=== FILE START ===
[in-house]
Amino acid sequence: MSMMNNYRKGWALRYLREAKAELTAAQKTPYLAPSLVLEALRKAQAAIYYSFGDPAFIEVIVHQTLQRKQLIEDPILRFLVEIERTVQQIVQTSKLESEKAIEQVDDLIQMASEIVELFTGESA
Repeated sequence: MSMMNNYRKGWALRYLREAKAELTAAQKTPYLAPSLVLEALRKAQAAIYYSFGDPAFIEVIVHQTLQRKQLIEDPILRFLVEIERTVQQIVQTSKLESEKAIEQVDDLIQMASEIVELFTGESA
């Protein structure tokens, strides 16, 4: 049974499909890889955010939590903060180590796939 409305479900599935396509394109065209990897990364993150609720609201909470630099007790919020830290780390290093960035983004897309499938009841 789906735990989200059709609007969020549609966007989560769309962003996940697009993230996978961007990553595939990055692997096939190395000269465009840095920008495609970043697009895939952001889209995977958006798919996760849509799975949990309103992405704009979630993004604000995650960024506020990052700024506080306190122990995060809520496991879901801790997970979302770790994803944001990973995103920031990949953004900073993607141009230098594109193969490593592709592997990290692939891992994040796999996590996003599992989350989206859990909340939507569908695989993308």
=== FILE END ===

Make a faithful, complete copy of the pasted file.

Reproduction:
[in-house]
Amino acid sequence: MSMMNNYRKGWALRYLREAKAELTAAQKTPYLAPSLVLEALRKAQAAIYYSFGDPAFIEVIVHQTLQRKQLIEDPILRFLVEIERTVQQIVQTSKLESEKAIEQVDDLIQMASEIVELFTGESA
Repeated sequence: MSMMNNYRKGWALRYLREAKAELTAAQKTPYLAPSLVLEALRKAQAAIYYSFGDPAFIEVIVHQTLQRKQLIEDPILRFLVEIERTVQQIVQTSKLESEKAIEQVDDLIQMASEIVELFTGESA
């Protein structure tokens, strides 16, 4: 049974499909890889955010939590903060180590796939 409305479900599935396509394109065209990897990364993150609720609201909470630099007790919020830290780390290093960035983004897309499938009841 789906735990989200059709609007969020549609966007989560769309962003996940697009993230996978961007990553595939990055692997096939190395000269465009840095920008495609970043697009895939952001889209995977958006798919996760849509799975949990309103992405704009979630993004604000995650960024506020990052700024506080306190122990995060809520496991879901801790997970979302770790994803944001990973995103920031990949953004900073993607141009230098594109193969490593592709592997990290692939891992994040796999996590996003599992989350989206859990909340939507569908695989993308």